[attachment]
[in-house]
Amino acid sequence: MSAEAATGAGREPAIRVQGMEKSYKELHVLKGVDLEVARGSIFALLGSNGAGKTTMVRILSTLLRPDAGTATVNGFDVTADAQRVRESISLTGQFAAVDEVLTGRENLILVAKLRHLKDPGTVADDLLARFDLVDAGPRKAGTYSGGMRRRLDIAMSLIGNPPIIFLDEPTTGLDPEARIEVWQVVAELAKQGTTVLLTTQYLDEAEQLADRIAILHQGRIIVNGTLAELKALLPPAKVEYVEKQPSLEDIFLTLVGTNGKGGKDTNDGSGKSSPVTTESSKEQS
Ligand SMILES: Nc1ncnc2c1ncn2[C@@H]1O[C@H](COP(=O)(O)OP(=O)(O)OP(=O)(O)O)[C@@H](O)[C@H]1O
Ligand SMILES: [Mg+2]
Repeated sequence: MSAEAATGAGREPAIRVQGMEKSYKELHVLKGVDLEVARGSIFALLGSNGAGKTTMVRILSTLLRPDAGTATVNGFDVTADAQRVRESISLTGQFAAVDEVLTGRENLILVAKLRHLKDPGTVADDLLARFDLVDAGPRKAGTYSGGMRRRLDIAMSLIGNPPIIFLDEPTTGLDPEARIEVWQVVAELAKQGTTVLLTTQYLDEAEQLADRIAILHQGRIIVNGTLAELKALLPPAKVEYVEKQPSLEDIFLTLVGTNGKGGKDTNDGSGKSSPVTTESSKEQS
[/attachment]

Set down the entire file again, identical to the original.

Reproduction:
[in-house]
Amino acid sequence: MSAEAATGAGREPAIRVQGMEKSYKELHVLKGVDLEVARGSIFALLGSNGAGKTTMVRILSTLLRPDAGTATVNGFDVTADAQRVRESISLTGQFAAVDEVLTGRENLILVAKLRHLKDPGTVADDLLARFDLVDAGPRKAGTYSGGMRRRLDIAMSLIGNPPIIFLDEPTTGLDPEARIEVWQVVAELAKQGTTVLLTTQYLDEAEQLADRIAILHQGRIIVNGTLAELKALLPPAKVEYVEKQPSLEDIFLTLVGTNGKGGKDTNDGSGKSSPVTTESSKEQS
Ligand SMILES: Nc1ncnc2c1ncn2[C@@H]1O[C@H](COP(=O)(O)OP(=O)(O)OP(=O)(O)O)[C@@H](O)[C@H]1O
Ligand SMILES: [Mg+2]
Repeated sequence: MSAEAATGAGREPAIRVQGMEKSYKELHVLKGVDLEVARGSIFALLGSNGAGKTTMVRILSTLLRPDAGTATVNGFDVTADAQRVRESISLTGQFAAVDEVLTGRENLILVAKLRHLKDPGTVADDLLARFDLVDAGPRKAGTYSGGMRRRLDIAMSLIGNPPIIFLDEPTTGLDPEARIEVWQVVAELAKQGTTVLLTTQYLDEAEQLADRIAILHQGRIIVNGTLAELKALLPPAKVEYVEKQPSLEDIFLTLVGTNGKGGKDTNDGSGKSSPVTTESSKEQS